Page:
Adulthood ruins a lot of stuff, and it’s so unfair that the first thing it is likely to ruin is anything that entertained you as a child. It’s because of critical thinking. Critical thinking is helpful, because it probably keeps you from doing stupid things like buying magic beans or ordering chili on your onion rings, but it also straight up sucks joy air out of your joy balloon. Critical thinking demands that you reconcile inconsistencies and points out gaps and it’s basically the reason I can’t enjoy action movies made before 2003 because the special effects are so primitive (I’m looking at you, all Roger Moore as James Bond movies). It also makes it difficult to revisit a lot of beloved children’s books, because once your inner adult voice starts talking, it’s really hard to get it to shut up.
Origin Story In the opening pages of The Boxcar Children, we meet the four orphaned Alden children as they stand in front of a bakery, debating but ultimately wisely deciding to purchase bread instead of cake for their dinner. In exchange for a place to sleep in the bakery, the children agree to work for the baker and his wife, but have to run away when they overhear the baker’s plan to take the youngest of the siblings to the Children’s Home the next day. It’s an action-and-exposition packed first chapter that utterly fails to explain how these kids were orphaned. It just doesn’t come up, ever, anywhere in the book. Because why would it? It’s totally not relevant to Young Me AND NOT KNOWING ISN’T DRIVING OLD ME CRAZY OR ANYTHING.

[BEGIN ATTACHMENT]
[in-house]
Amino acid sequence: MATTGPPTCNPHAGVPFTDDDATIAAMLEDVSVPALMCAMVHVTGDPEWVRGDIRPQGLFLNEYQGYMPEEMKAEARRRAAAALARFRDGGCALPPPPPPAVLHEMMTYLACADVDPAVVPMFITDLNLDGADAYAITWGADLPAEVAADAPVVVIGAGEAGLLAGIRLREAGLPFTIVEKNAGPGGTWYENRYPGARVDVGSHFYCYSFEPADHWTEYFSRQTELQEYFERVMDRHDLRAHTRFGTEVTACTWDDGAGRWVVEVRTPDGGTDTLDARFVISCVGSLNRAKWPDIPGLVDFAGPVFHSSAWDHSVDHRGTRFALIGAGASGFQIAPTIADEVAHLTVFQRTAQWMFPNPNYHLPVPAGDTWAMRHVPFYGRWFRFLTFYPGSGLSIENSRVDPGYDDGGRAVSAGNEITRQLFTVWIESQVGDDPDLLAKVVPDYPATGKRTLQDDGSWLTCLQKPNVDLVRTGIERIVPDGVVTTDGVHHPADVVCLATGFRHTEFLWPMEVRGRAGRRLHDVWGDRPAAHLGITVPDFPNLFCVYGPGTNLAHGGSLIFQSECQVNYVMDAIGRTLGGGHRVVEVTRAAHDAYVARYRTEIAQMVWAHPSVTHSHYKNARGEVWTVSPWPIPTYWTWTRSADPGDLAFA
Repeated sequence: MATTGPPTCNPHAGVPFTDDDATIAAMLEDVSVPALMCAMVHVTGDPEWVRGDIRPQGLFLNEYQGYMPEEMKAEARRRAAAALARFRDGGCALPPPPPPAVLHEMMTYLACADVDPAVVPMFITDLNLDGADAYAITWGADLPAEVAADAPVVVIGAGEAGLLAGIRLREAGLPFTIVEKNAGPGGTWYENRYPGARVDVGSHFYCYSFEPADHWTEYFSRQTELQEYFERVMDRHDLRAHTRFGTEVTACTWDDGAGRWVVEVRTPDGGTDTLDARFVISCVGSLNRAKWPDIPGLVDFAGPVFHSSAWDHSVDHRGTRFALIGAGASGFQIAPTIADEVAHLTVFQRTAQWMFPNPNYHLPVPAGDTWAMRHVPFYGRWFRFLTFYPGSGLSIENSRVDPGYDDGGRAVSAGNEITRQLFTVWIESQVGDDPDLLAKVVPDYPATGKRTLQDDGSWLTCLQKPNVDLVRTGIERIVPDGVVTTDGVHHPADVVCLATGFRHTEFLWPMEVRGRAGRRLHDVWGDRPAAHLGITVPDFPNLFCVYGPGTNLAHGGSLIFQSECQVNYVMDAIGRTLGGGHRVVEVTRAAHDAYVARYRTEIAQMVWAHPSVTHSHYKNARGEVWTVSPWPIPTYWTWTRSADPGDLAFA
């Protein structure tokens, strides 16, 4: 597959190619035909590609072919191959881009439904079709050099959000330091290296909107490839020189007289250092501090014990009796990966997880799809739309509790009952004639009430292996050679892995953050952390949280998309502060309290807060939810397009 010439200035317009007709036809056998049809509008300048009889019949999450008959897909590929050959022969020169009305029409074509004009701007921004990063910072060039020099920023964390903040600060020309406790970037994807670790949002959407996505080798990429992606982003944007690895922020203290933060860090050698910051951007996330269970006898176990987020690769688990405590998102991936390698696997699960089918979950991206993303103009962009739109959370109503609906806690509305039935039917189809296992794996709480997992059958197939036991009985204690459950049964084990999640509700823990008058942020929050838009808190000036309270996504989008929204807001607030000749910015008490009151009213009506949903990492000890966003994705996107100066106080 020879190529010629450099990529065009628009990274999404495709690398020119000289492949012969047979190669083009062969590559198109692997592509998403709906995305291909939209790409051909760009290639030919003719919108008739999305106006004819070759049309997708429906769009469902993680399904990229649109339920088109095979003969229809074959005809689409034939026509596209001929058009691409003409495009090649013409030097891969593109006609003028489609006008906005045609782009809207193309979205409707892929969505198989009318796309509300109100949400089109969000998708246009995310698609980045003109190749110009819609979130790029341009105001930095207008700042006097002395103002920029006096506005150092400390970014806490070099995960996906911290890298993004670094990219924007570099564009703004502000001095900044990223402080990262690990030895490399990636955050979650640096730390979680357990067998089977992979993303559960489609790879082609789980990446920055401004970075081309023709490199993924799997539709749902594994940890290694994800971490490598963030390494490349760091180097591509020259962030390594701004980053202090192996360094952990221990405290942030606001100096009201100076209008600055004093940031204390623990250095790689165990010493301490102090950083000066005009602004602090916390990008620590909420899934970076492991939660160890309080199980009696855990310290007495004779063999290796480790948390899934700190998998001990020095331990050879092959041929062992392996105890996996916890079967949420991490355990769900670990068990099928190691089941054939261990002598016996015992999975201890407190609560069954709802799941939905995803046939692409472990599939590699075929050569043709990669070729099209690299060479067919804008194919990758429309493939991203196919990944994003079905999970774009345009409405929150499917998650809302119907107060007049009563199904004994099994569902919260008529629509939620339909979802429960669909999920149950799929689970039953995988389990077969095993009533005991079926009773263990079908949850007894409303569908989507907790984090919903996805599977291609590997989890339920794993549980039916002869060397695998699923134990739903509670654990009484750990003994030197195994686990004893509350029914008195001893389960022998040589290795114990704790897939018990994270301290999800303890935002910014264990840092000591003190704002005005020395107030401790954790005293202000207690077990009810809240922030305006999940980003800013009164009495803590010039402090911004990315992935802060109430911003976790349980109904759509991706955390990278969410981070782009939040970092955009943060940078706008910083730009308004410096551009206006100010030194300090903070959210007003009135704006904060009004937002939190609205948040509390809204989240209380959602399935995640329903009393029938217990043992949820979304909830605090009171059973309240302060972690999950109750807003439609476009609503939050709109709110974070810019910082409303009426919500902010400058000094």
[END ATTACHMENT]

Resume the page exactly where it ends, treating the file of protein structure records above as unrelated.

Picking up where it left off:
Young Me: I would want cake too!
Old Me: so they just wandered away from a double funeral?
Young Me: Always ask an adult for help!
Old Me: WTF these people didn’t call 911 to report 4 unsupervised kids
Grimms: the baker wants to eat the kids right
Love It Or List It After sneaking away from the baker, the four children hide in the woods where they come upon an abandoned boxcar which they immediately identify as a perfect dwelling (as well as the ideal marketing and branding opportunity). It’s warm, dry, and move-in ready. Young Me was relieved and happy that the orphans found shelter and managed to stay together against odds. Old Me can’t even with wondering if everyone is up to date on their tetanus shots as they start crawling through what is clearly a rusty deathtrap.